6. Application – search led to applications by stakeholders.
The important point is that knowledge utilization is seen as a process rather than a one-time transfer. This
means that it has to be managed as a process as well.
Broadening this framework slightly, one can distinguish between an argument, transmission and a receptor.
Steps 2-6 in Knott & Wildavsky’s framework characterise the receptor. Before transmission takes place an
argument needs to be constructed.
Barriers and solutions in the economic argument
An investment in knowledge always pays the best interest.
Benjamin Franklin (1706 - 1790), US author, diplomat, inventor, physicist, politician, & printer
A recent UNDP/UNEP (2008) study argued that good data and evidence will have little impact or influence
over decision-makers unless packaged carefully and communicated effectively (see Figure 7.1). The key
points that should be borne in mind when making an argument for environmental investment is that data
should be packaged and presented in such a way that it is targeted, clear, relevant and credible. It is important
to be clear on the reasons for environmental investments, and have a target audience who is willing and able
to affect change. The main lines of reasoning, the key messages, the steps in the argument, and the
supporting data and evidence also need to be very clear. Only relevant information needs to be presented,
focused on the needs of a specific audience. Furthermore, the evidence must be credible, based on data from
the area or sector the audience represents. The messenger also needs to be credible and could include a
champion other than the researchers themselves.
One can have a well-packaged argument, but this will have little impact if not heard, understood and acted
upon. The package should ideally be a mix of verbal and written materials. Presentations need to be succinct,
concise and well illustrated. Technical reports are not effective in getting messages across and need to be
supported with shorter summaries such as a 2–3 page brief, clearly outlining key messages and
recommendations. Opportunities for follow-up need to be given through alternative means of accessing the
information and proactive management of further interaction.
Providing economic arguments to invest in natural capital raises the chances of broader acceptance. but is
certainly not sufficient. The UNDP/UNEP (2008:39) concludes that:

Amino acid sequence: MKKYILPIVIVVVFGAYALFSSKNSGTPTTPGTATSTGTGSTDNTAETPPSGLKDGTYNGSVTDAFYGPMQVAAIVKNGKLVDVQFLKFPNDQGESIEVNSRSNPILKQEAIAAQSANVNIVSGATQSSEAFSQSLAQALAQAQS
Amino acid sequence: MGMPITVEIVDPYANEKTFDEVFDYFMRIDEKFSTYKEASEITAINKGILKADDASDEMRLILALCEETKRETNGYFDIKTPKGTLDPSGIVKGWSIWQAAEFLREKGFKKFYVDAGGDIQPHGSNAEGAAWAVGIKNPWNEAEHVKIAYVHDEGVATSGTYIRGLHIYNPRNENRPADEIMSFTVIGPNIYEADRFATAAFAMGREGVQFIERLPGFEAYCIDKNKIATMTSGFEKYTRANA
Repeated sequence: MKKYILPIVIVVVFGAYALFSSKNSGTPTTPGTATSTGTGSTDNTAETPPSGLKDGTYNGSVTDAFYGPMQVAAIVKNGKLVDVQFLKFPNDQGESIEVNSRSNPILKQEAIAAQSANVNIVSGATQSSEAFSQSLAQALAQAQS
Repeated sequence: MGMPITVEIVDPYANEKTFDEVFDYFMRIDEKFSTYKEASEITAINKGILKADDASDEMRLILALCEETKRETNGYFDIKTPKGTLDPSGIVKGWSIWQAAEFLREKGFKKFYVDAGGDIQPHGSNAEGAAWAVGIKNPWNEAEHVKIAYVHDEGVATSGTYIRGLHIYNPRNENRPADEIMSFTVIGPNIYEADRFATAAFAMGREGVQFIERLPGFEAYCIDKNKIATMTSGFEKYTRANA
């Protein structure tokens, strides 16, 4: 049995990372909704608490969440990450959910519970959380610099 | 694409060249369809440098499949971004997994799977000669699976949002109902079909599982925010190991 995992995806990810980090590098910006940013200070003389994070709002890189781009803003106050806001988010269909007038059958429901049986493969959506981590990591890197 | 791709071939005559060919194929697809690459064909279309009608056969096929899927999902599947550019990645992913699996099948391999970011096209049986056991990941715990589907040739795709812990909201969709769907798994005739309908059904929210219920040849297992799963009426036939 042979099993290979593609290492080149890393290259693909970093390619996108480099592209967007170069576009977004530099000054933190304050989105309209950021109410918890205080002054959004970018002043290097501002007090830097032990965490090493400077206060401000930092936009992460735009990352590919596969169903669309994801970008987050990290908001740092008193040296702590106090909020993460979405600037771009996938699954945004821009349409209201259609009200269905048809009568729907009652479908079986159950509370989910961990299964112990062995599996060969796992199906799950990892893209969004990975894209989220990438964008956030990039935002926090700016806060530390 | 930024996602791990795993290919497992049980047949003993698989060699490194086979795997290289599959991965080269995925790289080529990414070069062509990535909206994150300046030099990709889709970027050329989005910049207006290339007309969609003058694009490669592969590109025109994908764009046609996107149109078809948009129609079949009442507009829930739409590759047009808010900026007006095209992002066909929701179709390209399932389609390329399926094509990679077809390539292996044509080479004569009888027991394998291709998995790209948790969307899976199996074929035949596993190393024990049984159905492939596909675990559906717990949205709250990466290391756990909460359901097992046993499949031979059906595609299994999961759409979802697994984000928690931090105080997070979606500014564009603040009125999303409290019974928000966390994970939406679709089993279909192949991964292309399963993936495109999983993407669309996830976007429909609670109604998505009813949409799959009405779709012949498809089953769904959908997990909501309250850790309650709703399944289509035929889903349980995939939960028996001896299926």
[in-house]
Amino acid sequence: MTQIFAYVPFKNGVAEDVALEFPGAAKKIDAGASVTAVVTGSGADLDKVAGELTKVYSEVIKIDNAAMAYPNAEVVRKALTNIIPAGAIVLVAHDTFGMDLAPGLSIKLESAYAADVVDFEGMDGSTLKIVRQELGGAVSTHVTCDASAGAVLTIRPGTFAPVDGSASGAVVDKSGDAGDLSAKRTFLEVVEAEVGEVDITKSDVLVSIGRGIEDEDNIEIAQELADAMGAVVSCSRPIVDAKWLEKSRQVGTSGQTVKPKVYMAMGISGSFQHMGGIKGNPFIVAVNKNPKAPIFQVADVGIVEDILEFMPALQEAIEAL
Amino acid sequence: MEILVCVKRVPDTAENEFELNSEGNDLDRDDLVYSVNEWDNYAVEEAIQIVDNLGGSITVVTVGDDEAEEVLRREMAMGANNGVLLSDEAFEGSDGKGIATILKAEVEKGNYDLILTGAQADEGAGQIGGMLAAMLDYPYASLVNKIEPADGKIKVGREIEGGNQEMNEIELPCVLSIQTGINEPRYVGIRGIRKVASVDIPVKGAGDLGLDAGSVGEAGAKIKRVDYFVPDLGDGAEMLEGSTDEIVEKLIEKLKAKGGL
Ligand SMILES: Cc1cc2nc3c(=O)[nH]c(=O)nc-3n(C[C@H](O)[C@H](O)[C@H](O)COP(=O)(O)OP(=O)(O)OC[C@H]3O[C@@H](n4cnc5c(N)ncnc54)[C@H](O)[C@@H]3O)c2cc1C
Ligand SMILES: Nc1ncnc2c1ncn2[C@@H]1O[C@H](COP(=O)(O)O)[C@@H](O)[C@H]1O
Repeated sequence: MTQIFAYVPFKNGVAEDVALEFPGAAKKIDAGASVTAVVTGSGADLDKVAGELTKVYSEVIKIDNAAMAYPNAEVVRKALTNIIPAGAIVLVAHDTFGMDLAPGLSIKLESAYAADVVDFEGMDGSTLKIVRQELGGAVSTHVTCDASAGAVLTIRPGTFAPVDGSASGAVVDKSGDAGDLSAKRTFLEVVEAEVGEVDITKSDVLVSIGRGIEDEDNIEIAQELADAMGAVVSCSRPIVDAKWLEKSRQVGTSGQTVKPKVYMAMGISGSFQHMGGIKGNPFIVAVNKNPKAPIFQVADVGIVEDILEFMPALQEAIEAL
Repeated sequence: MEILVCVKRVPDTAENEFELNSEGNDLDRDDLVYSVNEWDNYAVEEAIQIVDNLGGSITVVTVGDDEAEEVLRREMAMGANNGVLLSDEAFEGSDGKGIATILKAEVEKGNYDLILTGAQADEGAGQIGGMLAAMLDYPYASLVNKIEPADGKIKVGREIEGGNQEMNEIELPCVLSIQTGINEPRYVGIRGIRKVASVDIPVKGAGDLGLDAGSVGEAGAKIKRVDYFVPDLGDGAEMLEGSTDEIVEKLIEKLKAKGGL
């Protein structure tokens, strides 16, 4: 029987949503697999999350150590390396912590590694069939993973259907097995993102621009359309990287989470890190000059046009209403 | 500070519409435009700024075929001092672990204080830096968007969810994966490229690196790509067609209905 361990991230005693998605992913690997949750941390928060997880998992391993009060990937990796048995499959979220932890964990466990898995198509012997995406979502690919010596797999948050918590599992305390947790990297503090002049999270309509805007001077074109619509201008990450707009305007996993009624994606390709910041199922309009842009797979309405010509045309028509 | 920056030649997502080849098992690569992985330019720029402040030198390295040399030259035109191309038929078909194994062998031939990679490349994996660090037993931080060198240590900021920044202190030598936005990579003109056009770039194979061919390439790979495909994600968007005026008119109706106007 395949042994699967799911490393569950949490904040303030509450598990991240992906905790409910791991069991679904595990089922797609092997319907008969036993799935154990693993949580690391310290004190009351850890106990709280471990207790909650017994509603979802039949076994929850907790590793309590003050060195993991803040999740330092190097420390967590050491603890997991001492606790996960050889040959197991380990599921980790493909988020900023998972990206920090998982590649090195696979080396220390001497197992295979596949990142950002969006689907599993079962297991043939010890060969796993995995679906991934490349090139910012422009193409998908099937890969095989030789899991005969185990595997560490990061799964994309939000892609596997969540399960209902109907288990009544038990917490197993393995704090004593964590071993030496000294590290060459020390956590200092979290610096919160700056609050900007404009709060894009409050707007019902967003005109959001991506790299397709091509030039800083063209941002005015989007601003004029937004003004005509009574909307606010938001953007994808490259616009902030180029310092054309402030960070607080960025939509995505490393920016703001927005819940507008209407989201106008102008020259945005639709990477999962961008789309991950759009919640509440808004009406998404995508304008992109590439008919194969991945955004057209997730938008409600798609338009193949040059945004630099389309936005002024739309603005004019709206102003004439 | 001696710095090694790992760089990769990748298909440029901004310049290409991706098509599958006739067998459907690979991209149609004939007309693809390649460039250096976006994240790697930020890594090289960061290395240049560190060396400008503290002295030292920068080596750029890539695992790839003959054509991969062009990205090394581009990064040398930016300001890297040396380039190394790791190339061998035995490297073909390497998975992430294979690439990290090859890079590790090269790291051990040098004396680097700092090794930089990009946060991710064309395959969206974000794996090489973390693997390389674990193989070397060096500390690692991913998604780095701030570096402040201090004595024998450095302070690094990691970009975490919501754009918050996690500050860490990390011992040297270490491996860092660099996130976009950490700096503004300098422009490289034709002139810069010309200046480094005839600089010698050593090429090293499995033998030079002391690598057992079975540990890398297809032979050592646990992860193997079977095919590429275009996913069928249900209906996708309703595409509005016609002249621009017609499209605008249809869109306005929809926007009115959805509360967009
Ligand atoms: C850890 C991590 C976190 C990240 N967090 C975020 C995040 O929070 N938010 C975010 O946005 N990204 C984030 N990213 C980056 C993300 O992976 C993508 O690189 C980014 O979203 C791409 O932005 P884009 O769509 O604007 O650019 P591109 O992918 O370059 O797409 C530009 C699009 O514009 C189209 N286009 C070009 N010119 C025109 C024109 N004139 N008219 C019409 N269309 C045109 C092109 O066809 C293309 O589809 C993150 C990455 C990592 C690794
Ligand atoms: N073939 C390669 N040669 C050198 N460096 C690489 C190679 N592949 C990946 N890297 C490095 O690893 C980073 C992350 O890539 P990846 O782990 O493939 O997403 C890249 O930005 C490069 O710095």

“Making the economic case is therefore rarely sufficient, alone, to influence decision-making in favour of
the environment. It does, however, present a series of arguments which are based around indicators
and policy goals which have resonance with decision-makers in finance ministries, treasuries, sectoral
line agencies and local authorities. It also permits the environment to be considered on a more equal
basis with other sectors when policies are formulated, land and resource choices made, investments
planned and budgets allocated.”
The argument in itself can be the first barrier to investment. In order to to analyse and model a system, we
need to describe and categorise it. In this process, some of the systems value is lost. This in itself is not so
much of a problem as long as we do not forget that we have only taken a bit out of a larger system to gain
more understanding on it, and that we need to interpret our findings within the complexity and dynamics of a
Economic valuation studies are by definition partial and static. At best it can give an indication of total
economic value of a system at a certain point in time. Just as the total value of a system is more then the sum
of its parts, the aggregate TEV of an ecosystem’s functions is not equivalent to total system value (Turner et
al. 2003). The functioning of any heathy system is more than the sum of its individual functions or components
(Meadows 2008; Turner et al 2003). Society may have difficulty expressing certain values in economic terms
(such as religious, historical, cultural and symbolic values) and certain systems values, such as the value of
underlying ecological infrastructure and maintenance, are not included in the generally accepted typology of
use and non-use valuation studies (Turner et al 2003).
Economic valuation studies nonetheless are very helpful in conveying the message that ecosystem goods and
services are not free and benefit many different people, but it will not tell us whether the flow of these values